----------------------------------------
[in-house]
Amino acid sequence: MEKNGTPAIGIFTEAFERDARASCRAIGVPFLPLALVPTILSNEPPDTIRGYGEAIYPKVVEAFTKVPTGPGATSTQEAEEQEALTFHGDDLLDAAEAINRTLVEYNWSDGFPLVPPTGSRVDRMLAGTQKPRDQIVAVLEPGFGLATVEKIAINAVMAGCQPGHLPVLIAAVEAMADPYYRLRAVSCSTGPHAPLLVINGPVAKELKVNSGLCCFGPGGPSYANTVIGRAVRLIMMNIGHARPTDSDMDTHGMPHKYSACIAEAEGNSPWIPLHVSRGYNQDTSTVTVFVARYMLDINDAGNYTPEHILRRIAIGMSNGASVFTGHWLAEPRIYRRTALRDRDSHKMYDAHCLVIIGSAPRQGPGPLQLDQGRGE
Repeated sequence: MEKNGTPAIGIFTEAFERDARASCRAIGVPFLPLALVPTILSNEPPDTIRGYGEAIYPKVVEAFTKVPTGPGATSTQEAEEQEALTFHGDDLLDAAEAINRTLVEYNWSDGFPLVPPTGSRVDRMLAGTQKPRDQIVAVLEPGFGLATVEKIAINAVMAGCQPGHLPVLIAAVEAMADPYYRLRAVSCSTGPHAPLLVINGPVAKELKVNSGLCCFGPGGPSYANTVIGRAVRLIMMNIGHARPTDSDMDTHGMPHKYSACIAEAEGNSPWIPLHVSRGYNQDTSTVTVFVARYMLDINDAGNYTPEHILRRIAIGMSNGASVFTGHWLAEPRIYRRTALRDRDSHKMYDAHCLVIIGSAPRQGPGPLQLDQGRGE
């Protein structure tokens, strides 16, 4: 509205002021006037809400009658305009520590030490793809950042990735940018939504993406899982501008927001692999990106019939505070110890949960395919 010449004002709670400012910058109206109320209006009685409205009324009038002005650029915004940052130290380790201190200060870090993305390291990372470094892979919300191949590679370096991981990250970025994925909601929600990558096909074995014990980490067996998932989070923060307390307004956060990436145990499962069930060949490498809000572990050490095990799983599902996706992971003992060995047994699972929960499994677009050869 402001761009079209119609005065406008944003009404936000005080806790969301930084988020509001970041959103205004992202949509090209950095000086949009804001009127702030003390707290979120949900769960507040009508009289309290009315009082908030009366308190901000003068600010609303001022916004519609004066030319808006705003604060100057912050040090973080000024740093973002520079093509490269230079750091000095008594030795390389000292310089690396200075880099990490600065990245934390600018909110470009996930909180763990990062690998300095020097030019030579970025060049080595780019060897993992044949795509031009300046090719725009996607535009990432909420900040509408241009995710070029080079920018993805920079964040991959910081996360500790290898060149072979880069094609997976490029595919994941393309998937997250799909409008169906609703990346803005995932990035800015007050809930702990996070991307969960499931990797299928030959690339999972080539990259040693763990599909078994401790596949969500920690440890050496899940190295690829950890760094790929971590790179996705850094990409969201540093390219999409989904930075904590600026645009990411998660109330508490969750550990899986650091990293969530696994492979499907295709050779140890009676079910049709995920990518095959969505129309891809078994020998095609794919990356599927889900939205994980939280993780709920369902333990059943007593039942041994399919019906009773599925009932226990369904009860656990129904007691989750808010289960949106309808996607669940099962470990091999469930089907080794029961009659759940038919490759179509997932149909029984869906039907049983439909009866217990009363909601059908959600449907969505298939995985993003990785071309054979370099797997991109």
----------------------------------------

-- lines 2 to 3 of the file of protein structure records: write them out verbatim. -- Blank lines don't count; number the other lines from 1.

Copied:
Amino acid sequence: MEKNGTPAIGIFTEAFERDARASCRAIGVPFLPLALVPTILSNEPPDTIRGYGEAIYPKVVEAFTKVPTGPGATSTQEAEEQEALTFHGDDLLDAAEAINRTLVEYNWSDGFPLVPPTGSRVDRMLAGTQKPRDQIVAVLEPGFGLATVEKIAINAVMAGCQPGHLPVLIAAVEAMADPYYRLRAVSCSTGPHAPLLVINGPVAKELKVNSGLCCFGPGGPSYANTVIGRAVRLIMMNIGHARPTDSDMDTHGMPHKYSACIAEAEGNSPWIPLHVSRGYNQDTSTVTVFVARYMLDINDAGNYTPEHILRRIAIGMSNGASVFTGHWLAEPRIYRRTALRDRDSHKMYDAHCLVIIGSAPRQGPGPLQLDQGRGE
Repeated sequence: MEKNGTPAIGIFTEAFERDARASCRAIGVPFLPLALVPTILSNEPPDTIRGYGEAIYPKVVEAFTKVPTGPGATSTQEAEEQEALTFHGDDLLDAAEAINRTLVEYNWSDGFPLVPPTGSRVDRMLAGTQKPRDQIVAVLEPGFGLATVEKIAINAVMAGCQPGHLPVLIAAVEAMADPYYRLRAVSCSTGPHAPLLVINGPVAKELKVNSGLCCFGPGGPSYANTVIGRAVRLIMMNIGHARPTDSDMDTHGMPHKYSACIAEAEGNSPWIPLHVSRGYNQDTSTVTVFVARYMLDINDAGNYTPEHILRRIAIGMSNGASVFTGHWLAEPRIYRRTALRDRDSHKMYDAHCLVIIGSAPRQGPGPLQLDQGRGE